Steps in theQuick
Rapid Relief Protocol
By Steve B. Reed, LPC, LMSW, LMFT © 2007
Getting Prepared to Work with Quick REMAP
Preparation is the secret to success in many endeavors. It is particularly truewhen you work with the REMAP process. Before you begin working with theQuick REMAP steps, there are important things that you will need to knowand to do. First, you need to understand why we will be working with theparticular acupressure points that I have chosen for this brief treatment. If you understand why they are so effective, then it will be easier for you torely on them when you need them most. Second, you need to be able to findthe exact locations of these acupoints
in order to get the maximum relief.Third, you will need to choose a specific distressing event from which youwould like to find relief. Finally, you must learn how to tune-in to that event.By doing so, you will get the most benefit from this method. Let us beginwith why the Quick REMAP rapid relief points are so important.
a) Facts about the Rapid Relief Acupressure Points
You will only need to work with four acupressure points in the Quick REMAP(4-point) Rapid Relief Protocol. However, these four points are very potentand very capable of easing intense emotional distress. This technique isespecially good with such overwhelming experiences as panic attacks,phobias, and traumas. It is also excellent for less intense stressful events.Research studies have proven the powerful effect that these acupointsproduce in the brain, the nervous system, in heart activity and in ourpsychological outlook. Some of the studies were from prestigious institutionsincluding Harvard Medical School and the Yale University School of Medicine.The first two rapid relief points have been the subject of research studies atHarvard Medical School. They are the fourth treatment point on the LargeIntestine meridian and the 36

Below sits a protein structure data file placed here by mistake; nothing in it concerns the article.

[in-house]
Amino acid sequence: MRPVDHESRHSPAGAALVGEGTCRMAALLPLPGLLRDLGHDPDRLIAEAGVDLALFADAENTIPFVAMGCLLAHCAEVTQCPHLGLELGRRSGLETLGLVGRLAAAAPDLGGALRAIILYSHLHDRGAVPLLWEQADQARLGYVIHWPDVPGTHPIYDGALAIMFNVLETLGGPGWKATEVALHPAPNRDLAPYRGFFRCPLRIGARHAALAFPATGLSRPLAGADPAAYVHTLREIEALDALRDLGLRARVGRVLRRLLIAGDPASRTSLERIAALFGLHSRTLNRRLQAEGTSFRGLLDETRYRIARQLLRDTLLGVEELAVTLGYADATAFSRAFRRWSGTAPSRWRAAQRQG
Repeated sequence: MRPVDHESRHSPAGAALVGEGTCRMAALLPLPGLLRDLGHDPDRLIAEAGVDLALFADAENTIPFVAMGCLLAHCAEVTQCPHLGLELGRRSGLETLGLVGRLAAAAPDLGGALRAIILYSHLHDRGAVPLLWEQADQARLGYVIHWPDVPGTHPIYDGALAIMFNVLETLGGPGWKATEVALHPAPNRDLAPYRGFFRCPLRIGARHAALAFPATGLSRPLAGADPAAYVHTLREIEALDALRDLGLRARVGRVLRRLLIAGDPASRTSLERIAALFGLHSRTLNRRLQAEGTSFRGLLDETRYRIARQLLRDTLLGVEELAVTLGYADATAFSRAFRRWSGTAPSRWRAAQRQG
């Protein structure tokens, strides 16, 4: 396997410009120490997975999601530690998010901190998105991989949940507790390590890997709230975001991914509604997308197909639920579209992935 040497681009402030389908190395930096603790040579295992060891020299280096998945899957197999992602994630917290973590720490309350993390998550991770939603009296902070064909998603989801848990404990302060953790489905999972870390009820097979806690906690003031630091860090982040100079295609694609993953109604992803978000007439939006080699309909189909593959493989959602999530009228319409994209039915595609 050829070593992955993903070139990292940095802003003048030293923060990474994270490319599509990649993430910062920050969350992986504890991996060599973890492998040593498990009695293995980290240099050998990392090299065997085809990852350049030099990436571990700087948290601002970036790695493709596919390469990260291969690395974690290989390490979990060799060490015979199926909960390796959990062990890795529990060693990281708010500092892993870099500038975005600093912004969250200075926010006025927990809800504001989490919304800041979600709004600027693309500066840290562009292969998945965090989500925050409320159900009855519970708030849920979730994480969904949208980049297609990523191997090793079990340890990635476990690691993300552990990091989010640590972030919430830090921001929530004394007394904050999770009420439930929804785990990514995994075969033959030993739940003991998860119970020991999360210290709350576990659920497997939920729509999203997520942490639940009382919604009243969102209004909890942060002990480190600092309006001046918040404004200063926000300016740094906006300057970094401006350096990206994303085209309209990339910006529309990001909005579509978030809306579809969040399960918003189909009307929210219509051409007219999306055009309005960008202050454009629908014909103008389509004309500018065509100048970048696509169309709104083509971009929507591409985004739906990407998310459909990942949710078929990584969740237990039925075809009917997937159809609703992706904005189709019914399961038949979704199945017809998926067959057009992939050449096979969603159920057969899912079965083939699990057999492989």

treatment point on the Stomach meridian.
In traditional Chinese medicine, there are pathways of acupressure pointsthat serve each major organ in the body. These pathways are called meridians. Each pathway is named for the organ it serves and has a varyingnumber of points that range from nine to sixty-seven.
Copyright 2007 Steve B. Reed